Does this stand up under examination?
To test this, I went back and looked at the reasoning behind Berkshire Hathaway's now-largest public holding: Wells Fargo (NYSE: WFC  ) . "Generally, Buffett did not like banks," explained Roger Lowenstein in his biography of Buffett. "But he had been pining for this bank for years. Wells Fargo had a strong franchise in California and one of the highest profit margins of any big bank in the country."

But it wasn't until 1990, the single worst year for banking since the crisis of the 1930s, that Wells Fargo became cheap enough for Berkshire Hathaway to consider owning more than the somewhat marginal position it had staked the previous year. As Buffett explained in his letter to shareholders at the time:

Our purchases of Wells Fargo in 1990 were helped by a chaotic market in bank stocks. The disarray was appropriate: Month by month the foolish loan decisions of once well-regarded banks were put on public display. As one huge loss after another was unveiled -- often on the heels of managerial assurances that all was well -- investors understandably concluded that no bank's numbers were to be trusted. Aided by their flight from bank stocks, we purchased our 10% interest in Wells Fargo for $290 million, less than five times after-tax earnings, and less than three times pre-tax earnings.

The point being, all three of the identified variables were present. While the industry was in chaos, Wells Fargo was safe. Buffett estimated that the worst-case scenario for the bank was a break-even performance the following year. It was cheap, as its stock had fallen by 50% since the beginning of 1990. And it was high-quality. As Buffett noted at the time, "With Wells Fargo, we think we have obtained the best managers in the business, Carl Reichardt and Paul Hazen."

So, what can you, as an individual investor take away from this?
I want to be very clear about the implications of this study -- or, rather, the message that you should take away from it. The more that I learn about investing, the more it becomes apparent that people fail at it because of impatience and an irrational willingness to take short-term fliers on speculative stocks.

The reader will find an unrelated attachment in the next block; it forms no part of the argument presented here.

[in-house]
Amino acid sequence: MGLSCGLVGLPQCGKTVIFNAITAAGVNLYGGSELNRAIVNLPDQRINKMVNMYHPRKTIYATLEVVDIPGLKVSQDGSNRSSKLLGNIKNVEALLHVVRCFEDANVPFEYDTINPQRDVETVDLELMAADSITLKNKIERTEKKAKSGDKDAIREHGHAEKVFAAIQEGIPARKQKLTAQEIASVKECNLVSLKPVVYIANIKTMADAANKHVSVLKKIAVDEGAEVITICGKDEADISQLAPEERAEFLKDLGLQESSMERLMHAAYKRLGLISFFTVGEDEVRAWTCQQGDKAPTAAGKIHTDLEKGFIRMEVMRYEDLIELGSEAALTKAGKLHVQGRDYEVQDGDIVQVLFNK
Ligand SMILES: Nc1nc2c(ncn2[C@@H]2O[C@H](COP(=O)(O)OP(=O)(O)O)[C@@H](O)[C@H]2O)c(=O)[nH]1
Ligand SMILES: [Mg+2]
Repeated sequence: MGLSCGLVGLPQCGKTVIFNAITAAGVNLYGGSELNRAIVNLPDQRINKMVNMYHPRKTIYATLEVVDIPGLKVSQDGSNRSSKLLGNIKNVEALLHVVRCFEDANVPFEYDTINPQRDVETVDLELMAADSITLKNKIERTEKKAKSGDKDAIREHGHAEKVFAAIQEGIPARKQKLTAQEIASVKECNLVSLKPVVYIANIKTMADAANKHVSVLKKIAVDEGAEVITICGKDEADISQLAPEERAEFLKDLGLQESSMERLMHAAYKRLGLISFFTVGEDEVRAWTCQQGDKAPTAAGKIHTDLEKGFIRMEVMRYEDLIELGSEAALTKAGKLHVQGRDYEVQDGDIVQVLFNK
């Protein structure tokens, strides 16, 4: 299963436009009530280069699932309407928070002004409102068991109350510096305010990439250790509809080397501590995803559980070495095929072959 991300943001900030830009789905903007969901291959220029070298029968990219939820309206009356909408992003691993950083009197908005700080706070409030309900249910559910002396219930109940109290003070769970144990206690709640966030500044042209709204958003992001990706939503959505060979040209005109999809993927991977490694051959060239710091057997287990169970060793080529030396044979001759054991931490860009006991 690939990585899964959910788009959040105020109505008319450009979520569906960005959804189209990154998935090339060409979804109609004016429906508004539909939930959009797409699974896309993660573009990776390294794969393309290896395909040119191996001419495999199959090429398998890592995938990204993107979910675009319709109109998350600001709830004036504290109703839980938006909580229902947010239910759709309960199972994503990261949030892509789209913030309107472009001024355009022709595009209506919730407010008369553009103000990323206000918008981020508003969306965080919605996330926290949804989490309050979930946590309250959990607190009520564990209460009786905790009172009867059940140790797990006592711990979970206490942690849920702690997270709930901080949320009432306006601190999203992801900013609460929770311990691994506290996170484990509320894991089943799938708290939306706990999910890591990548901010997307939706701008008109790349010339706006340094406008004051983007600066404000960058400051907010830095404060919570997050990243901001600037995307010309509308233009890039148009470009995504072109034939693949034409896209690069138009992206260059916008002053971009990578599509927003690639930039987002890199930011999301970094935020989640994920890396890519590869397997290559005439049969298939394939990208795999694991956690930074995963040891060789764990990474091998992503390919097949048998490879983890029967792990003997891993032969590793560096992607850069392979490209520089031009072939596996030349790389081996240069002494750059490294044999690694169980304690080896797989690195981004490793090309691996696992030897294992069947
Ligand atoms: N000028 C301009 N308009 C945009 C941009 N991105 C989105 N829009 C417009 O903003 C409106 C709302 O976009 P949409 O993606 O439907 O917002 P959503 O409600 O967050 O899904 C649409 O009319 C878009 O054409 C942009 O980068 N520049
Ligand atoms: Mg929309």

As this study demonstrates, however, this is the polar opposite of what's made Warren Buffett so rich and successful. He buys bona fide businesses for the long run and he waits to do so until they're trading for a sufficiently large discount to historical value. It doesn't take a genius to do this. You can do it as well. What it takes is patience, discipline, and a long-term time horizon.

The wisdom of Warren
To learn more about what's made Warren Buffett such an exceptional investor, check out our popular free report, "Warren Buffett's Greatest Wisdom." You can access it instantly and for free by simply clicking here now


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Help us keep this a respectfully Foolish area! This is a place for our readers to discuss, debate, and learn more about the Foolish investing topic you read about above. Help us keep it clean and safe. If you believe a comment is abusive or otherwise violates our Fool's Rules, please report it via the Report this Comment Report this Comment icon found on every comment.

  • Report this Comment On December 09, 2013, at 6:58 PM, cmalek wrote:

    In the United States the perception of every successful person is that they are either lucky or they have a some kind of a "secret". Furthermore, if they would only share that "secret" with the rest of us, we too will become successful (rich). However, the bitter irony is that we refuse to believe the eveidence before our eyes. Warren Buffet never made a secret of his methods. On the contrary, he repeatedly explained them to any who would listen. I would be willing to bet that in spite of this study, people will still insist that Buffet is lucky or that he has a "special secret."

    "people fail at it because of impatience and an irrational willingness to take short-term fliers on speculative stocks."